The Scottish National Party has warned that taxpayers north of the border could be "short-changed" by Conservative plans to preserve the winter fuel payment for all Scottish pensioners while limiting it to the poorest in England and Wales.
SNP pensions spokesman Ian Blackford accused Theresa May of being "all over the place" on benefits for the elderly, as he highlighted SNP commitments on welfare and pensions ahead of next week's unveiling of the party's manifesto.
The SNP is joining Labour and the Liberal Democrats in committing to preserve the "triple lock" on state pensions, which guarantees they will rise by the highest of inflation, average earnings or 2.5%.
Mrs May has announced that a Tory government would drop the triple lock after 2020, with subsequent rises in line with inflation or earnings, whichever is the higher.
While the SNP manifesto pledge on the triple lock will extend only to 2022, Mr Blackford indicated that the party was likely to retain the commitment beyond the end of the next parliament, telling BBC Radio 4's Today programme: "We've had a commitment to the triple-lock as long as it's been here and I can't imagine any scenario where that would not be the case."
Mrs May sparked controversy on Friday by revealing that Scottish pensioners would all keep the winter fuel allowance of up to £300 a year under a Tory government, despite the introduction of means-testing in England and Wales.
Mr Blackford said it was not clear whether the Tories were backing the special treatment for Scottish pensioners with cash from UK government coffers.
"When you look at what they are doing with the winter fuel allowance, they are all over the place, saying different things to different people in different parts of the UK," he said.
"The question is where will the funding come from? Last year, that cost £158 million in Scotland. We need to make sure, if the Conservatives are saying that winter fuel payments are going to be protected, that the funding for that comes from the Westminster Government in order that we can do that.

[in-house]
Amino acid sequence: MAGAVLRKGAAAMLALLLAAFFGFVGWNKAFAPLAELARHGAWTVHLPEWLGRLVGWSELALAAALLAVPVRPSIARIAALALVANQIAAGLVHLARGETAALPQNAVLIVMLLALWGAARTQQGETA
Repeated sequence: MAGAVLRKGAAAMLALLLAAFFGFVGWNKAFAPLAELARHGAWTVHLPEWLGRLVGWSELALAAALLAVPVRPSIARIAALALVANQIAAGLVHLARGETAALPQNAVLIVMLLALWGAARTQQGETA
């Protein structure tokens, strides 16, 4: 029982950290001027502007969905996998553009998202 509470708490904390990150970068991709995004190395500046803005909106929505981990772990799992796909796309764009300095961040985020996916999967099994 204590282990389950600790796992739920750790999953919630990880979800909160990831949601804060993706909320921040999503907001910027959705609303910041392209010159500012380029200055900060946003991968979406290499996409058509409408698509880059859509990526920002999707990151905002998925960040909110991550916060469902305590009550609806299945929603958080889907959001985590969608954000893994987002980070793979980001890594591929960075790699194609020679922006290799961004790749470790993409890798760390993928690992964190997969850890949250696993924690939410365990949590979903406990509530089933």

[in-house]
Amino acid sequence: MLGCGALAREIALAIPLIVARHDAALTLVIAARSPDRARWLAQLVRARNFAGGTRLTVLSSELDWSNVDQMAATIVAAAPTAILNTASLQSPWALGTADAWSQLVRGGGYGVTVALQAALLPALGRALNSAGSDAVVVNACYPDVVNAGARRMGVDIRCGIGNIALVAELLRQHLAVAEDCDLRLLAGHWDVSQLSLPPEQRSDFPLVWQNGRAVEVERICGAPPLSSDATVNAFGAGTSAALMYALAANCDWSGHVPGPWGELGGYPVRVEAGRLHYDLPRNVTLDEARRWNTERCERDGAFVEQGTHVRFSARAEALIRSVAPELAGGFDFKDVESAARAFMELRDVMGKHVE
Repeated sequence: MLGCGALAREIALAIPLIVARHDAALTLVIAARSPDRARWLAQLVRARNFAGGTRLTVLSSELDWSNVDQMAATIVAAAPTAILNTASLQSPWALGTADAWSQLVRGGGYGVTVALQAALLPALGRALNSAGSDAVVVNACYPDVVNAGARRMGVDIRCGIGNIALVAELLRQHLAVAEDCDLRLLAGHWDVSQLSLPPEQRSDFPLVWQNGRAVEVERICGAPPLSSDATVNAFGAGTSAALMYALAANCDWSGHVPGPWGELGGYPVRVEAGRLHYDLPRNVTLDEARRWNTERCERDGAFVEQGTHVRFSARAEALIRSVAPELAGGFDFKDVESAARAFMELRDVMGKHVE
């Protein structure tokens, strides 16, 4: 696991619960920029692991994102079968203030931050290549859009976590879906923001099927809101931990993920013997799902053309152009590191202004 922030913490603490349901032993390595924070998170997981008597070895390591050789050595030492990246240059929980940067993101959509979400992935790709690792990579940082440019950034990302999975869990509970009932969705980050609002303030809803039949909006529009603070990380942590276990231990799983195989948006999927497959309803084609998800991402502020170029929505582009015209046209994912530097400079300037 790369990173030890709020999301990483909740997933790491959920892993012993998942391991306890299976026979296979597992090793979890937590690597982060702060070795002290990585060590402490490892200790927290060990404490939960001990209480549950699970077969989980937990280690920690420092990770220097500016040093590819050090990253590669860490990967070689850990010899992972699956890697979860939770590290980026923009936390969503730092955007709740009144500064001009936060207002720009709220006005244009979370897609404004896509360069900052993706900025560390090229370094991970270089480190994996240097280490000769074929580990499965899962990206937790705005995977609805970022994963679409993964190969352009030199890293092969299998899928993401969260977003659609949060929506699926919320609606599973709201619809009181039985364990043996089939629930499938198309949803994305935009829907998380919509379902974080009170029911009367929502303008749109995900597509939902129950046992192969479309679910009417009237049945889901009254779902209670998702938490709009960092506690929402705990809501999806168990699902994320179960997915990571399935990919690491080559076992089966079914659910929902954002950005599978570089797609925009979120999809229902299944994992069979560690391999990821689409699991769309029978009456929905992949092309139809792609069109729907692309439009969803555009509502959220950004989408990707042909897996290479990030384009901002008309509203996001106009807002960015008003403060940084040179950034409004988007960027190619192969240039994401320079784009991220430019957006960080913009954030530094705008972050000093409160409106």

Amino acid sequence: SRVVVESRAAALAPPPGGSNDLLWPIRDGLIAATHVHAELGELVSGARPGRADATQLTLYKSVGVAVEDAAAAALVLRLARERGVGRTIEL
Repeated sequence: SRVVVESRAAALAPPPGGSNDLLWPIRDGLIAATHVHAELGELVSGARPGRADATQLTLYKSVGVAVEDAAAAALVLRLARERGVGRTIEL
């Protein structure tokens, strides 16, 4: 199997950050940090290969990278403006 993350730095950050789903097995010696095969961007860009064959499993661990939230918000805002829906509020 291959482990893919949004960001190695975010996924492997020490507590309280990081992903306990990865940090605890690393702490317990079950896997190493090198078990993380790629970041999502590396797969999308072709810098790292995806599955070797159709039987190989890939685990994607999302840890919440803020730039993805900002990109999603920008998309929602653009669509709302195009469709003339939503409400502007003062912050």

"This will become a devolved competency over the course of the lifetime of this parliament so we need to make sure that people in Scotland are not going to be short-changed by the Conservatives."
Mr Blackford said the SNP would like to see the allowance extended to severely disabled children.
And he said the party will continue to fight for so-called "WASPI women" born in the 1950s who will lose out from the planned equalisation of the state pension age. But he said the Scottish Government had neither the powers nor the resources to implement by itself the SNP's proposals for an extended transition period.
Defending the SNP decision to keep the triple lock in the face of evidence it will lead to a growing tranche of state spending going to the elderly, Mr Blackford said: "We have a commitment to keep the triple lock through the lifetime of the next parliament.
"We still have far too many pensioners in poverty in this country. It's about making sure that we protect the interests of the vulnerable in our society.
"We've got a situation in the Highlands of Scotland where 77% of pensioners are in fuel poverty. Until we've dealt with that situation, it's quite right that we should protect the interests of this most vulnerable group.
"What we're not going to do is play off one generation against the other, and that's exactly what this Government is doing."